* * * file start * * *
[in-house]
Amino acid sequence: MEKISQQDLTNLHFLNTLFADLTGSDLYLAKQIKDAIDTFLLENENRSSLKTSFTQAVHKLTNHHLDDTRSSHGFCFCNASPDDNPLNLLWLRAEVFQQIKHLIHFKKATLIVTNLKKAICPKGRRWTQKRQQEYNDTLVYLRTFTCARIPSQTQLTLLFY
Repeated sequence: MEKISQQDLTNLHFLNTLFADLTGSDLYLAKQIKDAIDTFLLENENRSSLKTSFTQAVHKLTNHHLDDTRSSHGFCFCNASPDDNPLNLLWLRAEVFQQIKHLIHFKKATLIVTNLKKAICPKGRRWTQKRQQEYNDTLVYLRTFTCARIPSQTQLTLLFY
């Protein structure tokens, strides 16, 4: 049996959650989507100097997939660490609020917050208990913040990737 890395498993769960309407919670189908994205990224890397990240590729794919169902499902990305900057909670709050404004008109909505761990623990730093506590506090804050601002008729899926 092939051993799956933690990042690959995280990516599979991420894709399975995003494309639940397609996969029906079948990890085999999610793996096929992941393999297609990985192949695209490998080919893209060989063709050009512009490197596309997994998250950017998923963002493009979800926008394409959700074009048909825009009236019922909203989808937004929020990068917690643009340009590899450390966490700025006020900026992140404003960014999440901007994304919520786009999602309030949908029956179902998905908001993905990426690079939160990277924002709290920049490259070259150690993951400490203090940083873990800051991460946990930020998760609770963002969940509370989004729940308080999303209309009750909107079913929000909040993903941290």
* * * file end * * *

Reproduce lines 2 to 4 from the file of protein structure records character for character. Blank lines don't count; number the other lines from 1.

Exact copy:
Amino acid sequence: MEKISQQDLTNLHFLNTLFADLTGSDLYLAKQIKDAIDTFLLENENRSSLKTSFTQAVHKLTNHHLDDTRSSHGFCFCNASPDDNPLNLLWLRAEVFQQIKHLIHFKKATLIVTNLKKAICPKGRRWTQKRQQEYNDTLVYLRTFTCARIPSQTQLTLLFY
Repeated sequence: MEKISQQDLTNLHFLNTLFADLTGSDLYLAKQIKDAIDTFLLENENRSSLKTSFTQAVHKLTNHHLDDTRSSHGFCFCNASPDDNPLNLLWLRAEVFQQIKHLIHFKKATLIVTNLKKAICPKGRRWTQKRQQEYNDTLVYLRTFTCARIPSQTQLTLLFY
């Protein structure tokens, strides 16, 4: 049996959650989507100097997939660490609020917050208990913040990737 890395498993769960309407919670189908994205990224890397990240590729794919169902499902990305900057909670709050404004008109909505761990623990730093506590506090804050601002008729899926 092939051993799956933690990042690959995280990516599979991420894709399975995003494309639940397609996969029906079948990890085999999610793996096929992941393999297609990985192949695209490998080919893209060989063709050009512009490197596309997994998250950017998923963002493009979800926008394409959700074009048909825009009236019922909203989808937004929020990068917690643009340009590899450390966490700025006020900026992140404003960014999440901007994304919520786009999602309030949908029956179902998905908001993905990426690079939160990277924002709290920049490259070259150690993951400490203090940083873990800051991460946990930020998760609770963002969940509370989004729940308080999303209309009750909107079913929000909040993903941290």